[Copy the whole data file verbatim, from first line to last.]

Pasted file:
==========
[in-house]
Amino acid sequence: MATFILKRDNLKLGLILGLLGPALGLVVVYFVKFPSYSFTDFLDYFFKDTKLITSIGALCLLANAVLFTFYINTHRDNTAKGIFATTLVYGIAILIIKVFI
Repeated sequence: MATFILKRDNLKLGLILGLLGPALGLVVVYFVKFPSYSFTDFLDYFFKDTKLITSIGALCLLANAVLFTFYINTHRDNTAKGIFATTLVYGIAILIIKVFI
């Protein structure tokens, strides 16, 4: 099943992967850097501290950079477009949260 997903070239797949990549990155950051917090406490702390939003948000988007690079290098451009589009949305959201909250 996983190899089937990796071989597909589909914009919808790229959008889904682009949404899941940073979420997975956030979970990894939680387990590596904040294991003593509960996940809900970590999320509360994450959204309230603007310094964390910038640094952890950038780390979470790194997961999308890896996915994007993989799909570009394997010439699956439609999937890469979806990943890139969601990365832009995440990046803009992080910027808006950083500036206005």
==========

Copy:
[in-house]
Amino acid sequence: MATFILKRDNLKLGLILGLLGPALGLVVVYFVKFPSYSFTDFLDYFFKDTKLITSIGALCLLANAVLFTFYINTHRDNTAKGIFATTLVYGIAILIIKVFI
Repeated sequence: MATFILKRDNLKLGLILGLLGPALGLVVVYFVKFPSYSFTDFLDYFFKDTKLITSIGALCLLANAVLFTFYINTHRDNTAKGIFATTLVYGIAILIIKVFI
């Protein structure tokens, strides 16, 4: 099943992967850097501290950079477009949260 997903070239797949990549990155950051917090406490702390939003948000988007690079290098451009589009949305959201909250 996983190899089937990796071989597909589909914009919808790229959008889904682009949404899941940073979420997975956030979970990894939680387990590596904040294991003593509960996940809900970590999320509360994450959204309230603007310094964390910038640094952890950038780390979470790194997961999308890896996915994007993989799909570009394997010439699956439609999937890469979806990943890139969601990365832009995440990046803009992080910027808006950083500036206005």